In many high schools around the country, as many as fifty graduating seniors were designated “valedictorians,” because the traditional honor for the top academic performer is a coveted credential, and the schools wanted as many students as possible to have the benefit of it. On their future resumes, will these students footnote “valedictorian” to let potential employers know that it doesn’t mean they were #1 in their class? Of course not. Their schools have given them a license to inflate their qualifications and achievements. Until every school clones its valedictorians, the credential now is inherently deceptive, and it is the high school administrators, not the students, who are doing the deceiving.
Ah, but “you ain’t seen nothin’ yet!” The New York Times reported that at least ten law schools, S.M.U., New York University, Georgetown, and Tulane among them, have deliberately altered their grading curves—-some retroactively—in order to make their graduates artificially look better to employers. Continue reading
Once again we visit the always despicable practice of punitive “outing,” when gay activists, gay advocates, or the generally self-righteous decide that some individual deserves to have private matters, that he or she has an absolute right to keep private, made public. This particular instance is especially notable, because it involved an especially odious brand of unethical investigation, followed by a series of arrogant rationalizations by the offending party that would make a good, if easy, pop quiz in an ethics exam.
Lavender Magazine, a biweekly for Minneapolis’s gay and lesbian community, reported that an outspokenly anti-gay local pastor attended meetings of Faith in Action, the local affiliate of Courage, an international program of the Catholic Church that offers support for people who want to remain chaste despite same-sex attraction.
As a result of the report, the pastor was placed on leave by his church, which is looking into the matter. Continue reading
A Connecticut television station traffic reporter, Desiree Fontaine was caught by security personnel as she apparently tried to shoplift a Hawaiian shirt, a bottle of cologne, two pairs of earrings and a necklace from a Sears store. When she was apprehended, Fontaine explained that she was shoplifting as part of a freelance reporting project she was doing “on the side.” Presumably this will set up a First Amendment defense at her trial, with her lawyer arguing that shoplifting is protected by Freedom of the Press. Continue reading
There is not one chance in a thousand that they will do it, of course. But Senate Republicans can do much good for the country, the political culture, and, in the long term, themselves, if they would undertake a courageous, principled and ethical act: confirming Elena Kagan to the Supreme Court, after establishing her qualifications to serve, by an overwhelming if not unanimous vote. Continue reading
Jim Joyce, the American league umpire who cost Armando Galaraga a perfect game by missing the what should have been the final out of the game, achieved immediate respect for admitting his mistake and apologizing to the pitcher and the public. Now another umpire, Gary Cederstrom, following Joyce’s lead, has admitted and apologized for a botched call, a wretched called strike on Johnny Damon that ended another Tigers game with a strikeout when it should have been a game-tying ball four (the bases were loaded at the time.)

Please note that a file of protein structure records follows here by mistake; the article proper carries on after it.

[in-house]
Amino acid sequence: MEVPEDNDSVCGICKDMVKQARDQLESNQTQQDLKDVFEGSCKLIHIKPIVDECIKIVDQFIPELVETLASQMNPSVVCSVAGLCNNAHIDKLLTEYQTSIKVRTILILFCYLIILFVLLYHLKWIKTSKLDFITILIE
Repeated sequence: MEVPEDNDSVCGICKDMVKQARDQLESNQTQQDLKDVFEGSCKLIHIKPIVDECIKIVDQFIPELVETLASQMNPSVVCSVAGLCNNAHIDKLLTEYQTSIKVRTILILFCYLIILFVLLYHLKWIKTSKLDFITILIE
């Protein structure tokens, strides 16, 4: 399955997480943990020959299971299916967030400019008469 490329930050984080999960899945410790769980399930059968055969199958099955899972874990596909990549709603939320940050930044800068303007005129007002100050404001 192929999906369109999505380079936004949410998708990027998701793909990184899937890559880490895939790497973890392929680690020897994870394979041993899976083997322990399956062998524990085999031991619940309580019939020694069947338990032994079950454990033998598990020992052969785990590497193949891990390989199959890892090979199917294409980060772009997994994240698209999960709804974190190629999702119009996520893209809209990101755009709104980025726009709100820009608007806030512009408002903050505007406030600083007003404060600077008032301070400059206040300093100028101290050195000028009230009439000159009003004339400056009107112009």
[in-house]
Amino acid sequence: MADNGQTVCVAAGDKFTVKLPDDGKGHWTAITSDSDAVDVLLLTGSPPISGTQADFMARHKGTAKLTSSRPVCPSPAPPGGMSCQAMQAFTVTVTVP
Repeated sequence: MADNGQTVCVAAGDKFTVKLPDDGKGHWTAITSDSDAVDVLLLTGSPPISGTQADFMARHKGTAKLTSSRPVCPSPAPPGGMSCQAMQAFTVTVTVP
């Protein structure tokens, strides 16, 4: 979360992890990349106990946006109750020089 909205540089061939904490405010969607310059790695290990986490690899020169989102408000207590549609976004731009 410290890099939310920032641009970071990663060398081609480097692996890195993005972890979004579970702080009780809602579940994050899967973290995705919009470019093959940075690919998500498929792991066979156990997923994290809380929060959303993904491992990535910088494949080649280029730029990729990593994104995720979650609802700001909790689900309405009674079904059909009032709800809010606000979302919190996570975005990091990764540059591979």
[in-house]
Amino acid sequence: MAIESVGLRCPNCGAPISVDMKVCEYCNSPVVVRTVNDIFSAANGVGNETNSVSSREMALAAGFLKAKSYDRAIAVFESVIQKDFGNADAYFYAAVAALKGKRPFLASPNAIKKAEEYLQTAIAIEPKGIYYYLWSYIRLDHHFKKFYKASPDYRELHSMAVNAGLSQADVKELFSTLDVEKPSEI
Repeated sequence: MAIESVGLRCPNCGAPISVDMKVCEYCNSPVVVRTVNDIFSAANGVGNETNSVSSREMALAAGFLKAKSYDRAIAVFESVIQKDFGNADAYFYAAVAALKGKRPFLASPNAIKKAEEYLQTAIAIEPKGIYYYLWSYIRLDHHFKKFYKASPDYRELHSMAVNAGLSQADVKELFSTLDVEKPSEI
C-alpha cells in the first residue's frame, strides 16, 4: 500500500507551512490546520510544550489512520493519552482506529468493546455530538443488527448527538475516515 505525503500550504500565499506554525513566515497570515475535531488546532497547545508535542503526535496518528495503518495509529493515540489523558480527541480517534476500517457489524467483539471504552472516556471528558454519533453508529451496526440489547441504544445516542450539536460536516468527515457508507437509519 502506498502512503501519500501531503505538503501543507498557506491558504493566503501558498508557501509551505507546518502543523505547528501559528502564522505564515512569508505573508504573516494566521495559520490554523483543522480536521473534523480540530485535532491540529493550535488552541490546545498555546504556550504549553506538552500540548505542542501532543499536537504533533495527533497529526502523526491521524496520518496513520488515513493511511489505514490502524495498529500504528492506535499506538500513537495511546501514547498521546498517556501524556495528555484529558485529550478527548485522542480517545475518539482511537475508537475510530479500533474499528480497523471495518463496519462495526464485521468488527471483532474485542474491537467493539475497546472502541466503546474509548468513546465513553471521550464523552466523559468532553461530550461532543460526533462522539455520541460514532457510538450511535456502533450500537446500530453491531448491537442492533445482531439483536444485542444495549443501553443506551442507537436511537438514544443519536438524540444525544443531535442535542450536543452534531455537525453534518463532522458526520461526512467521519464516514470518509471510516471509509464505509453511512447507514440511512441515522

ESPN commentator John Kruk and baseball blogger Rob Neyer have expressed dismay at the apparent trend, but it is a legitimate cultural shift in ethical standards. Continue reading
We all know Vice President Biden’s mouth is only loosely connected to his brain. To some this is charming; to others it is irritating or scary. His tendency in unguarded moments to slip into vernacular hitherto regarded as undignified and inappropriate for high elected officials and unsuitable for family newspapers is part of a national crisis in civility. It is a symptom of it, but when our leaders give in to destructive cultural trends, they reinforce them. Continue reading
Not one but two celebrities have recently had their public image and reputation battered by the publishing of police reports that they had been accused of sexual misconduct in alleged incidents that could not be confirmed sufficiently for the police to bring charges. One was New York Mets ace pitcher Johan Santana, who was already battling uncharacteristic ineffectiveness on the mound. The other was former Vice-President Al Gore, who also has more than enough problems in his life: such as a shattered marriage, a reeling climate change policy campaign, and the lingering memory that he received the most votes in a Presidential election yet somehow never got to live in the White House. Santana’s reputation will survive if he recovers the location on his fast ball. Al Gore, however, is genuinely and seriously harmed by the claims of a masseuse who says that Gore attempted to turn her professional massage into a forced sexual encounter. Continue reading